Sean French has been calling for the city of Montreal to rename Christopher Columbus Avenue since 2019. In September 2022, he walked the 17-KM stretch of street with the warrior flag to demand it be renamed and to educate people on Columbus’s genocidal legacy.
Recently, he’s found new allies in the struggle to get municipalities to take this step towards reconciliation.
In November, Ray Coelho, a resident of Pointe-Claire, requested that the municipality change its own Columbus Avenue – a 140-metre stretch of road in Pointe-Claire’s industrial district. Since then, he’s gained support from Red Coalition, a federal lobbying group based in Montreal working to eliminate systemic racism in Canada.
“This one was just a no-brainer for us… We’re in 2023. It’s time to advance,” said Joel DeBellefeuille, founder and leader of the Red Coalition.
Christopher Columbus was responsible for the enslavement and murder of untold numbers of Indigenous people throughout the Americas.
“It would be quite easy to change, but they seem quite resistant to it and they’re saying ‘We’ll change ours when Montreal changes theirs,’ which is a silly position to hold,” said French.
French first took interest in the issue in 2019, when Montreal retired Amherst Street, named for Jeffery Amherst, the man whose idea it was to distribute smallpox blankets to Indigenous Peoples. The street, which is actually an extension of Christopher Columbus, is now called Atateken, the Kanien’kéha word for brotherhood between nations.
“You take this one street and you’ve removed the name of the genocidal bastard who created the smallpox blanket idea. That’s a nice act of reconciliation, but the majority of that same route is named after an even worse genocidal monster,” said French, referring to Christopher Columbus Avenue in Montreal.
The issue also has the attention of the Mohawk Council of Kahnawake (MCK); MCK grand chief Kahsennenhawe Sky-Deer met with Red Coalition in January and discussed the issue.
Last Tuesday, Coelho, frustrated with the municipality’s inaction, raised the issue at a Pointe-Claire City Council meeting after councillor Brent Cowan told Global News that the city would not change the name before the City of Montreal.
“I find your explanation to be sad because the city is putting its moral responsibility to be a leader of change on other cities that are not related to this subject,” said Coelho.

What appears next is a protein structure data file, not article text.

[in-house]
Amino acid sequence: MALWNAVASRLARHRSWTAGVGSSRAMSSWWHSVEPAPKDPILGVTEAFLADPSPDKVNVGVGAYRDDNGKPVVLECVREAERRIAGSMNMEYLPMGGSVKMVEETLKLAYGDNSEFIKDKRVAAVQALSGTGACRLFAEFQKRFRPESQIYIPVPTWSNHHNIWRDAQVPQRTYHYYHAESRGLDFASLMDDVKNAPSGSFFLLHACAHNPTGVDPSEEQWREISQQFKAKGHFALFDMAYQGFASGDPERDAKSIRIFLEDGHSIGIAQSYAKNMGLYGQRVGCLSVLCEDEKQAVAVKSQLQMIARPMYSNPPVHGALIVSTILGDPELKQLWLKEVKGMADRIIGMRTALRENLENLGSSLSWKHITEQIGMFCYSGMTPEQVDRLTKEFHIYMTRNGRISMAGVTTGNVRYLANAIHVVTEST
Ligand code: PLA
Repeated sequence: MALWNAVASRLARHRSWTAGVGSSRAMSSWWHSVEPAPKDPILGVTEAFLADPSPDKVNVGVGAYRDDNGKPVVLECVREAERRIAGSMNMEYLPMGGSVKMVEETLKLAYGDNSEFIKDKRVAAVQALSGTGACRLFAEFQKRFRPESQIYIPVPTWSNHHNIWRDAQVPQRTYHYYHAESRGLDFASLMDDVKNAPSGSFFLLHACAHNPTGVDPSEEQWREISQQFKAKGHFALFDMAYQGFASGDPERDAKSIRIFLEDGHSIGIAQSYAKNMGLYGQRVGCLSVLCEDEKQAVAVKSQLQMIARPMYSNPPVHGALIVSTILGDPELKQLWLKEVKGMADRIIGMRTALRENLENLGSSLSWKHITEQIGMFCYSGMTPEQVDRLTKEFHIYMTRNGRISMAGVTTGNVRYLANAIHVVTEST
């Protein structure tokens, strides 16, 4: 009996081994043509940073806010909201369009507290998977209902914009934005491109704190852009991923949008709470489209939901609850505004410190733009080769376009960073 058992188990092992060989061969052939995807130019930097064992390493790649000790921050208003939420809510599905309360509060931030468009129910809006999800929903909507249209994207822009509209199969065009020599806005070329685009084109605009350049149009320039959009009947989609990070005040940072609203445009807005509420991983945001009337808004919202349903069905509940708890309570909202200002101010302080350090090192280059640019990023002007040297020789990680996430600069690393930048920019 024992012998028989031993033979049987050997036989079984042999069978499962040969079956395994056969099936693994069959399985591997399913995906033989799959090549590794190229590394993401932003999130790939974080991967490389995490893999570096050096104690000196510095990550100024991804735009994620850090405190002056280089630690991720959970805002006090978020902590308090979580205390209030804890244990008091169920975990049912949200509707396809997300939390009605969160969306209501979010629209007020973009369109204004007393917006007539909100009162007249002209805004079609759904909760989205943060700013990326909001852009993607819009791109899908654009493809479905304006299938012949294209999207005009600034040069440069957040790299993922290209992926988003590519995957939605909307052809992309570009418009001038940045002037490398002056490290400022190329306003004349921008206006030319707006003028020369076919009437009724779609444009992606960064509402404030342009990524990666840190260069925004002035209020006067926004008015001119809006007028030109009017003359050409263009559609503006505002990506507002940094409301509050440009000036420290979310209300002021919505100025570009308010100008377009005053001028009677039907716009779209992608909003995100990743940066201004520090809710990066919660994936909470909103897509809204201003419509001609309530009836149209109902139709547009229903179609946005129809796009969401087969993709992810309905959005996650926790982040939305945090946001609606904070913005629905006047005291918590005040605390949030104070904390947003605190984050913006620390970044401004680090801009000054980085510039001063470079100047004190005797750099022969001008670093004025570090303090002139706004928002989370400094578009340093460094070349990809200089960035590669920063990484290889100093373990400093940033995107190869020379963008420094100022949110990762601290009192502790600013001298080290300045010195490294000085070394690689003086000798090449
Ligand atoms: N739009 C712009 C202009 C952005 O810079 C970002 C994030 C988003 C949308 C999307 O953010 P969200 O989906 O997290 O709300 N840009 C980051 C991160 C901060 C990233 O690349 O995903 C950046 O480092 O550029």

“You protect the legacy of a slave owner,” he continued.
Pointe-Claire mayor Tim Thomas responded.
“The issue for a lot of us is are we capable of resolving this issue and are we the ones that should best resolve it?” said Thomas.
“We will venture into the issue as a council, with a lot of research and thought before we make such a decision because it is a forebear for all other cities and other streets named Columbus,” Thomas continued.
“The city of Montreal has nothing to do with the city of Pointe-Claire changing its street sign. I don’t live in Montreal,” responded Coelho.
Councillor Eric Stork also participated in the discussion, adding that in his district alone he found at least two streets that were named after slave owners – Walton and Livingston streets – with another named after John Winthrop, who not only owned slaves, but helped author the North Atlantic Slave Codes.
“There’s a lot out there that needs to be digested and gone through to come to a proper conclusion… it’s a big ball to unravel, and I think it needs a bit of time and a better thought process,” said Stork.
For DeBellefeuille and Coelho, this was a disappointing response.
“Fix the problem, rename it, and then move on to something else. Don’t make an excuse,” said DeBellefeuille, taking issue with Stork’s reference to the other streets named after slave owners.
“Two wrongs don’t make a right… It’s like fixing potholes. You’re not gonna fix all of them at the same time,” said DeBellefeuille. “You’re gonna start fixing bit by bit, but if you leave them all, there’s gonna be a whole problem. All the roads are gonna start to crumble.”